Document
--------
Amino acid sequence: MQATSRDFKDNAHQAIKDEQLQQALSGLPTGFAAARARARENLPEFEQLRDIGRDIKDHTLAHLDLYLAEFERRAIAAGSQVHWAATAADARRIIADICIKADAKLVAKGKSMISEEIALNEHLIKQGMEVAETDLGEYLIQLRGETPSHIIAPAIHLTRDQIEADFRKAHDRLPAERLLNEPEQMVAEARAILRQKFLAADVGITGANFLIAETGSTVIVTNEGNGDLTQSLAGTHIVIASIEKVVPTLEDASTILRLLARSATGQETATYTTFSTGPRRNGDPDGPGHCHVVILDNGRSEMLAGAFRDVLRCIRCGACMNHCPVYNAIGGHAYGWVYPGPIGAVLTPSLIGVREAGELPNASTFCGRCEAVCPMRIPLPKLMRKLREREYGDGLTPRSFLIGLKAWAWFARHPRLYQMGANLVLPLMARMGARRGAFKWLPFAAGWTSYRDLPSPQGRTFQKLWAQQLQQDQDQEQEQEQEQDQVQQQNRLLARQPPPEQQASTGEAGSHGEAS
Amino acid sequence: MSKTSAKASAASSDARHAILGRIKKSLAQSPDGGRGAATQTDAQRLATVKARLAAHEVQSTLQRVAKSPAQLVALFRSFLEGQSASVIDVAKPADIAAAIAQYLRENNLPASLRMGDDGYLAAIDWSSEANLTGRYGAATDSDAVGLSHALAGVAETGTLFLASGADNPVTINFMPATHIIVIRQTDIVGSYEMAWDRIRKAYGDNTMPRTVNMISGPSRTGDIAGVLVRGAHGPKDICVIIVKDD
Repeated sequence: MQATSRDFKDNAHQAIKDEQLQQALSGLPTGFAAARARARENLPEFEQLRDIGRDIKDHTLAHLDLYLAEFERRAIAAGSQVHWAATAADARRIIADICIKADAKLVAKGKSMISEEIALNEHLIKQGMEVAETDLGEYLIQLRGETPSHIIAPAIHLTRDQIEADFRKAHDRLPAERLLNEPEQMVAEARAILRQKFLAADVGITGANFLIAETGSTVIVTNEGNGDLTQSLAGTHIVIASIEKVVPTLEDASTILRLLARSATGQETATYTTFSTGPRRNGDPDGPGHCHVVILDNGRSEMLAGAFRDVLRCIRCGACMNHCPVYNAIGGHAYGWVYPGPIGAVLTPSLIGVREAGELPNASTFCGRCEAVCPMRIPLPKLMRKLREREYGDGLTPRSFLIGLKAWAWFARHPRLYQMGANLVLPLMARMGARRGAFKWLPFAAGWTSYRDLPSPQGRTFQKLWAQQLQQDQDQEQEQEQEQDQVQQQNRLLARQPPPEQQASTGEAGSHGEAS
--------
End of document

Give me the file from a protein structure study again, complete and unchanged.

Amino acid sequence: MQATSRDFKDNAHQAIKDEQLQQALSGLPTGFAAARARARENLPEFEQLRDIGRDIKDHTLAHLDLYLAEFERRAIAAGSQVHWAATAADARRIIADICIKADAKLVAKGKSMISEEIALNEHLIKQGMEVAETDLGEYLIQLRGETPSHIIAPAIHLTRDQIEADFRKAHDRLPAERLLNEPEQMVAEARAILRQKFLAADVGITGANFLIAETGSTVIVTNEGNGDLTQSLAGTHIVIASIEKVVPTLEDASTILRLLARSATGQETATYTTFSTGPRRNGDPDGPGHCHVVILDNGRSEMLAGAFRDVLRCIRCGACMNHCPVYNAIGGHAYGWVYPGPIGAVLTPSLIGVREAGELPNASTFCGRCEAVCPMRIPLPKLMRKLREREYGDGLTPRSFLIGLKAWAWFARHPRLYQMGANLVLPLMARMGARRGAFKWLPFAAGWTSYRDLPSPQGRTFQKLWAQQLQQDQDQEQEQEQEQDQVQQQNRLLARQPPPEQQASTGEAGSHGEAS
Amino acid sequence: MSKTSAKASAASSDARHAILGRIKKSLAQSPDGGRGAATQTDAQRLATVKARLAAHEVQSTLQRVAKSPAQLVALFRSFLEGQSASVIDVAKPADIAAAIAQYLRENNLPASLRMGDDGYLAAIDWSSEANLTGRYGAATDSDAVGLSHALAGVAETGTLFLASGADNPVTINFMPATHIIVIRQTDIVGSYEMAWDRIRKAYGDNTMPRTVNMISGPSRTGDIAGVLVRGAHGPKDICVIIVKDD
Repeated sequence: MQATSRDFKDNAHQAIKDEQLQQALSGLPTGFAAARARARENLPEFEQLRDIGRDIKDHTLAHLDLYLAEFERRAIAAGSQVHWAATAADARRIIADICIKADAKLVAKGKSMISEEIALNEHLIKQGMEVAETDLGEYLIQLRGETPSHIIAPAIHLTRDQIEADFRKAHDRLPAERLLNEPEQMVAEARAILRQKFLAADVGITGANFLIAETGSTVIVTNEGNGDLTQSLAGTHIVIASIEKVVPTLEDASTILRLLARSATGQETATYTTFSTGPRRNGDPDGPGHCHVVILDNGRSEMLAGAFRDVLRCIRCGACMNHCPVYNAIGGHAYGWVYPGPIGAVLTPSLIGVREAGELPNASTFCGRCEAVCPMRIPLPKLMRKLREREYGDGLTPRSFLIGLKAWAWFARHPRLYQMGANLVLPLMARMGARRGAFKWLPFAAGWTSYRDLPSPQGRTFQKLWAQQLQQDQDQEQEQEQEQDQVQQQNRLLARQPPPEQQASTGEAGSHGEAS